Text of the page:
That kind of retreads the career, but the man himself is a different story. I get it, I am a fan. I only see one perspective, but two years ago I got to meet Brian and Scotty, my two heroes who I followed for years. I will state that out of the two, Scotty was always my favorite Superstar of all time, but Brian follows closely behind, so getting to talk to a person I admired so much was a big deal to myself. I even attended one of those pop-up Wrestlemania parties with the duo, and let me tell you that Brian was the life of the room. Talking to fans, taking goofy pictures, and just hamming it up the entire time, only leaving after everyone else exited. Sure, everyone knows a few of his issues of the past, but the guy I found in front of me was warm and fun, as if it was his personal job to put a smile on everyone’s face. Oh yeah, that laugh is not just a character thing, either. The man I met provided me countless stories and happy memories that day, and remains one of my most cherished encounters with a “celebrity” in general.


Brian Christopher Lawler was the definition of fun. He is what made Too Cool come together with a thumping heartbeat and even though he is talked about somewhat less in current circles, will forever be remembered as a loud and entertaining roster entry from such an important and redefining era. I have been doing a lot of remembering today. I remember sticking in WWF Attitude on the Playstation and always picking Brian Christopher for his over-the-top one-liners. I remember getting cheap notepads and trying to track Too Cool’s win loss record for almost a year straight before I got solid internet. I also remember being an adult and finding out that my Batman and Robin were just as awesome in real life as the vision I held in my head all these years, despite all of the trivial headlines that would tell me otherwise. Brian Christopher may have treaded shadows of his father and even with his former team mates throughout his career, but that is ok. Grand Master Sexay was over, held gold, made a name for himself, and brought smiles to faces every time he performed. For a wrestler or sports entertainer, there are not a lot of folks who can attest to that.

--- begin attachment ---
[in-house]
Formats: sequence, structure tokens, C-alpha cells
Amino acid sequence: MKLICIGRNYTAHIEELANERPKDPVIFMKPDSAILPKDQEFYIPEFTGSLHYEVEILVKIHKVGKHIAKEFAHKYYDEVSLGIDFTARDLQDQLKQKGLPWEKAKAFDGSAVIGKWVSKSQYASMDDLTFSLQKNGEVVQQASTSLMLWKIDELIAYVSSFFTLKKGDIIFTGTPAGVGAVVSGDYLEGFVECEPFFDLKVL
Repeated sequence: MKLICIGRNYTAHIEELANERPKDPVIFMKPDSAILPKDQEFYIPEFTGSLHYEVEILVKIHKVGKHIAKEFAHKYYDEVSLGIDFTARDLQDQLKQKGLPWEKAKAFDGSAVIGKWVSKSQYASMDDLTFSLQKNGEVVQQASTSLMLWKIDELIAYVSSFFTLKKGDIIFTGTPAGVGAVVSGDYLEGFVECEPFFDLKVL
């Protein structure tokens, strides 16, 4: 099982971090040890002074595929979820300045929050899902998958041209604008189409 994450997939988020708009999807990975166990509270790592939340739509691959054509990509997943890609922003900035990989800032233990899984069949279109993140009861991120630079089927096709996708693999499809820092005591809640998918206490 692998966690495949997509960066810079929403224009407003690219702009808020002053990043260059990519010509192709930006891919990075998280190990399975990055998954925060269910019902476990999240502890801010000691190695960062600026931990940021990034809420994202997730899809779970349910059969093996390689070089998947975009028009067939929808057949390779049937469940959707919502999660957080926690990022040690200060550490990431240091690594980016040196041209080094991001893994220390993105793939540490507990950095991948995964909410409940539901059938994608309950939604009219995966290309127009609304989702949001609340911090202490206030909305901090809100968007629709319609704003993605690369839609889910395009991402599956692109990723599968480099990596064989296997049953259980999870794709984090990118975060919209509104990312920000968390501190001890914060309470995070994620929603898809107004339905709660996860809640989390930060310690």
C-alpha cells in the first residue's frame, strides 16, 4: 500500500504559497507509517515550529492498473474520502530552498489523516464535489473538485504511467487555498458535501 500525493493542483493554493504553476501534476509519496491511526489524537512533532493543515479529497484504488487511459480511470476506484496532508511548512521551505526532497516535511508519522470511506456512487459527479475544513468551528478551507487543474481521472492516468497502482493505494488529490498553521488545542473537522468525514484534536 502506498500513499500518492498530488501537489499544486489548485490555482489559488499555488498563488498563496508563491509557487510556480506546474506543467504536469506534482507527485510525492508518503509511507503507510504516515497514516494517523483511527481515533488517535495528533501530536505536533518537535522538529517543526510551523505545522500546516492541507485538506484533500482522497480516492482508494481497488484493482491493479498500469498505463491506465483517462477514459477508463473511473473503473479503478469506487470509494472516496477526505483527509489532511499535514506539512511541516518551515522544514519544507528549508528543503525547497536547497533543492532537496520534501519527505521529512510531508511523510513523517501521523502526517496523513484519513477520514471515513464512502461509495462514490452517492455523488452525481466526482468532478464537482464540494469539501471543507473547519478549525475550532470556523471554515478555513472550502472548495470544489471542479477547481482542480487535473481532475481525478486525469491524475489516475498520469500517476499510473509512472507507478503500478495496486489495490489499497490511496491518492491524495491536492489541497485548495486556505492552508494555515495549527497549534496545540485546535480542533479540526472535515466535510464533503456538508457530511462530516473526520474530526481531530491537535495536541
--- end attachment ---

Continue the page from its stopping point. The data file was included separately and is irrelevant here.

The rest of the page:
Today, the world loses its break-dancing, cackling southerner who was both Too Much and Too Cool in every sense. His family and friends should know that despite those shadows, there are those of us who will never forget about how much joy he brought. Modern fans get so caught up in their favorite talents that they almost riot if their favorites do not get enough air time, almost as if a legacy will be tarnished if there are not enough notches in one’s belt. They forget that it only takes a moment, and Brian’s legacy is that he was able to withstand time and still be remembered as one of the most entertaining Superstars of a generation for creating a ton of those little moments for all of us. I hope he is at peace, and I hope he knew he was and forever will be a hero and a legend in this industry to many.

Enjoy the clip below, and stay tight, daddy-o.